Notes from the Field: Travel-Associated Melioidosis and Resulting Laboratory Exposures — United States, 2016
Weekly / September 22, 2017 / 66(37);1001–1002
Patrick K. Mitchell, ScD1,2; Colin Campbell, DVM3; Martha P. Montgomery, MD1,4; Julie Paoline, MA5; Christopher Wilbur, MD6; Leah Posivak-Khouly, MPH5; Kristin Garafalo, MPH3; Mindy Elrod7; Lindy Liu, MPH7; Andre Weltman, MD2 (View author affiliations)View suggested citation
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In mid-July 2016, a Pennsylvania resident aged 15 years who had recently returned from Thailand was treated by a pediatrician for sore throat, fever, and bilateral thigh abscesses at the sites of mosquito bites (Figure). She had traveled to northeast Thailand with nine other teens as part of an 18-day service-oriented trip run by an Ohio-based youth tour company that arranges travel to Thailand for approximately 500 persons annually. This trip included construction and agricultural activities and recreational mud exposures. The patient subsequently developed right inguinal lymphadenopathy and worsening abscesses, which prompted specimen collection for culture on August 25. This specimen was sent to a commercial laboratory in New Jersey, which identified Burkholderia pseudomallei, the causative organism of melioidosis, on August 30. The patient did not experience pneumonia or bacteremia, and recovered fully after 2 weeks of intensive therapy with parenteral ceftazidime and a 6-month outpatient course of eradication therapy with doxycycline.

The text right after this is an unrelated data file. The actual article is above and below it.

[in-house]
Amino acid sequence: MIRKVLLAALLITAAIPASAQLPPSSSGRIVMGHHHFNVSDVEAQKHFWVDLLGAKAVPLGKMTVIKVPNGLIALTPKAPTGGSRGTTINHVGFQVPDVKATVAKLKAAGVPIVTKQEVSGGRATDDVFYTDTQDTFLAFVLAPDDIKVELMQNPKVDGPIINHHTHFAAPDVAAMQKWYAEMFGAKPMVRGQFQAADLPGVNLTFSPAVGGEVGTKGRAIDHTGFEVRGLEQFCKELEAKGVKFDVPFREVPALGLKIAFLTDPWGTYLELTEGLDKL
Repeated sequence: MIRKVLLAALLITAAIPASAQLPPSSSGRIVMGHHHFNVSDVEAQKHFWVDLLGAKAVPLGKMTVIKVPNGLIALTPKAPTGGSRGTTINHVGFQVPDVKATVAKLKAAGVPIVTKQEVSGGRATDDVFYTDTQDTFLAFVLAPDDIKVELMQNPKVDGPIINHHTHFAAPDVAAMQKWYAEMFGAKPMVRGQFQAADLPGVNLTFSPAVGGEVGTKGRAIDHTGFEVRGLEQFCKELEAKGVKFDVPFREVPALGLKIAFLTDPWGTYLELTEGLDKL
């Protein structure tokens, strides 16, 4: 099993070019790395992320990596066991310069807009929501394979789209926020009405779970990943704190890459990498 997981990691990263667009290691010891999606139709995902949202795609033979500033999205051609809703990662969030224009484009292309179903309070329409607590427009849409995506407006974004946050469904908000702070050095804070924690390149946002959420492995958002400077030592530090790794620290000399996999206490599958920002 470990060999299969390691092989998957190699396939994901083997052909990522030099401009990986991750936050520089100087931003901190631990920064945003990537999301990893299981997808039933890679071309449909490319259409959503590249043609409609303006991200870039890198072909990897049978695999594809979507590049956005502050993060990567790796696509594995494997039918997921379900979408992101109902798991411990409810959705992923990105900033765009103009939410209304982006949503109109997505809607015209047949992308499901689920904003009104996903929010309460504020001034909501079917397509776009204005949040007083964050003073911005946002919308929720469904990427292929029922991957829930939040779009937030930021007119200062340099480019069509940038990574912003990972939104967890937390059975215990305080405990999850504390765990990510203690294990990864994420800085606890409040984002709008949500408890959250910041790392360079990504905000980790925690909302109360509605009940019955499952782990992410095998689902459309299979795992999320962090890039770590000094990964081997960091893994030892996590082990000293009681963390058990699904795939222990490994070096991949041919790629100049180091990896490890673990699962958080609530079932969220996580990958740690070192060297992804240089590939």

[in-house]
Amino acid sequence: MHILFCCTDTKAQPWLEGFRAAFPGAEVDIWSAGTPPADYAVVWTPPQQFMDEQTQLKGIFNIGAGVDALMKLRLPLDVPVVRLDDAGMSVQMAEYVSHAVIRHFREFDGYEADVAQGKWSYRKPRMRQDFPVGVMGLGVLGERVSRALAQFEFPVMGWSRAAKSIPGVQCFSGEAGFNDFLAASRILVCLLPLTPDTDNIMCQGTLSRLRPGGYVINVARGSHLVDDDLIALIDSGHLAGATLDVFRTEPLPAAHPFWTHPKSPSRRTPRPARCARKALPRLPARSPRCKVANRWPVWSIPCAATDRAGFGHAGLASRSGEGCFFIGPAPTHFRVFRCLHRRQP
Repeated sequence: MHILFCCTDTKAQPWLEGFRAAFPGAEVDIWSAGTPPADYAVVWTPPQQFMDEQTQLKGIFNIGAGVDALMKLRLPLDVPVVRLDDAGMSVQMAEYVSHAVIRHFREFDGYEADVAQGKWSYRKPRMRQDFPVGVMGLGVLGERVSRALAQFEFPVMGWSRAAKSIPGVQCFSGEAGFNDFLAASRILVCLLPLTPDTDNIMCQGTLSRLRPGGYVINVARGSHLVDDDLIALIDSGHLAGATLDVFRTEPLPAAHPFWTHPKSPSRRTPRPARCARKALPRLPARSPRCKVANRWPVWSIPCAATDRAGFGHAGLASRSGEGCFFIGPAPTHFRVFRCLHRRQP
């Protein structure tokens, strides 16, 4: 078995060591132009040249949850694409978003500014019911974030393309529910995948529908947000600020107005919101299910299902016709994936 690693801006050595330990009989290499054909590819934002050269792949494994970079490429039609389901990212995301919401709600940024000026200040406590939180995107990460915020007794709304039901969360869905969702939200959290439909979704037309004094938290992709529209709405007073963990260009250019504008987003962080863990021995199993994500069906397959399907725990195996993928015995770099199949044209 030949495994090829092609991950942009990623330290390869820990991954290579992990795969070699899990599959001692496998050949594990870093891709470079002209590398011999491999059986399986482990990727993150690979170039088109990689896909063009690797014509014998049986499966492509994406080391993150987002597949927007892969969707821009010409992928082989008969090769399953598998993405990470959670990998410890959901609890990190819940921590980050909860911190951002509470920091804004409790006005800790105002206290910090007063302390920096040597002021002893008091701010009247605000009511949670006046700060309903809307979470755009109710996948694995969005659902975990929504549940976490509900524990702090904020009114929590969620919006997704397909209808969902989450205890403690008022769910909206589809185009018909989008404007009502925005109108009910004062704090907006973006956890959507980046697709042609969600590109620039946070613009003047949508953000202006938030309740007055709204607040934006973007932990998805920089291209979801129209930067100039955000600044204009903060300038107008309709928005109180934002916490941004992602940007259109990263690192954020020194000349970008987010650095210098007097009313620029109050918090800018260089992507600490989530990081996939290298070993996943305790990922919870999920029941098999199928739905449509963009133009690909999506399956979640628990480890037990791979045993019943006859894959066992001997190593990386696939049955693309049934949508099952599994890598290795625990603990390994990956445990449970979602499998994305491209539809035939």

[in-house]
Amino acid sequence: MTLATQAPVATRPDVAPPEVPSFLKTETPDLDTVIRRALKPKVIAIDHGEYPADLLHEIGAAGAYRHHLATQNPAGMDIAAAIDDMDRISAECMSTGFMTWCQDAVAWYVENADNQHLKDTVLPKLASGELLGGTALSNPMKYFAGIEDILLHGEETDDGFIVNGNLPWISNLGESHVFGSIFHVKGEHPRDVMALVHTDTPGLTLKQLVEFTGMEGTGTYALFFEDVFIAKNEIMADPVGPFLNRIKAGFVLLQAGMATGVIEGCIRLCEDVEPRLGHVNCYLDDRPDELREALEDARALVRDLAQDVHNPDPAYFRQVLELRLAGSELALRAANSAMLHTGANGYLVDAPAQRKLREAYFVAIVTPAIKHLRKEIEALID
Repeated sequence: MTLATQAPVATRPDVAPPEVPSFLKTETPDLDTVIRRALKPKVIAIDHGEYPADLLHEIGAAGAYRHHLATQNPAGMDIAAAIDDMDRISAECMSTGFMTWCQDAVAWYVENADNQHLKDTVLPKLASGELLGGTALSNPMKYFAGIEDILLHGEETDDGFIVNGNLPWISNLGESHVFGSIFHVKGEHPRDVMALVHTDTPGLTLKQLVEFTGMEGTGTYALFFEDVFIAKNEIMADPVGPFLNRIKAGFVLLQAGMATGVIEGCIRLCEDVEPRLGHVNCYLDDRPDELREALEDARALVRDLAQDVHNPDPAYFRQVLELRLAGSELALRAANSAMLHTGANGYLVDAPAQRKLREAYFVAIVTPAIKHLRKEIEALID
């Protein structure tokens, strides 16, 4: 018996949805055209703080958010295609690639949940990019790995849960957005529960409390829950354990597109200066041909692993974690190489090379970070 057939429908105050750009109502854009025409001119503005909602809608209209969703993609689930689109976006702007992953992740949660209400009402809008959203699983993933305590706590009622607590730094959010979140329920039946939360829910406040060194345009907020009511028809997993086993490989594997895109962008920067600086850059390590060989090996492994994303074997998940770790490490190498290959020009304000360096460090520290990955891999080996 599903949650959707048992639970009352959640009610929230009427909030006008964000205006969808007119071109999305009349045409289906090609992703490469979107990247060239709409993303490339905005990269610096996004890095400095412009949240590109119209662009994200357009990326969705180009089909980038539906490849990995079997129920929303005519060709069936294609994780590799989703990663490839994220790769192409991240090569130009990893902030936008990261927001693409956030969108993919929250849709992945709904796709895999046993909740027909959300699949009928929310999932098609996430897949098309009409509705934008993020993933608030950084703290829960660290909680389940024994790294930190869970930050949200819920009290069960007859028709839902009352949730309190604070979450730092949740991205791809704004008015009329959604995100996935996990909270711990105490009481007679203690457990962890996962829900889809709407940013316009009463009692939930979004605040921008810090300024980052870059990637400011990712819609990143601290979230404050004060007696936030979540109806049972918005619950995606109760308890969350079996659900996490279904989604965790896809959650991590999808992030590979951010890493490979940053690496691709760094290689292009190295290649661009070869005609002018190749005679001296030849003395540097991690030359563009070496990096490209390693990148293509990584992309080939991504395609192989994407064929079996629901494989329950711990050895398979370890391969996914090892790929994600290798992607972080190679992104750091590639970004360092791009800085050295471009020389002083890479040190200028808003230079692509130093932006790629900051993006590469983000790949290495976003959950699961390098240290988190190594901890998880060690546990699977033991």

Melioidosis has variable, nonspecific presentation, which can include cutaneous infection, pneumonia, bacteremia, septicemia, and other manifestations, after an incubation period of 1–21 days, although longer incubations of months or years have been reported (1,2). It is typically acquired from direct contact with soil or water contaminated with B. pseudomallei, which is highly endemic in northeast Thailand (2). Interviews with a tour company official revealed communication gaps regarding destination-specific health risks. With input from the Ohio and Pennsylvania Departments of Health, the tour company distributed a letter to participants and staff members who were on the patient’s trip, alerting them to melioidosis symptoms and exposure possibilities. No other trip participants responded to the letter to report symptoms. The tour company was advised to include CDC Yellow Book (3) resources in its predeparture materials for clients.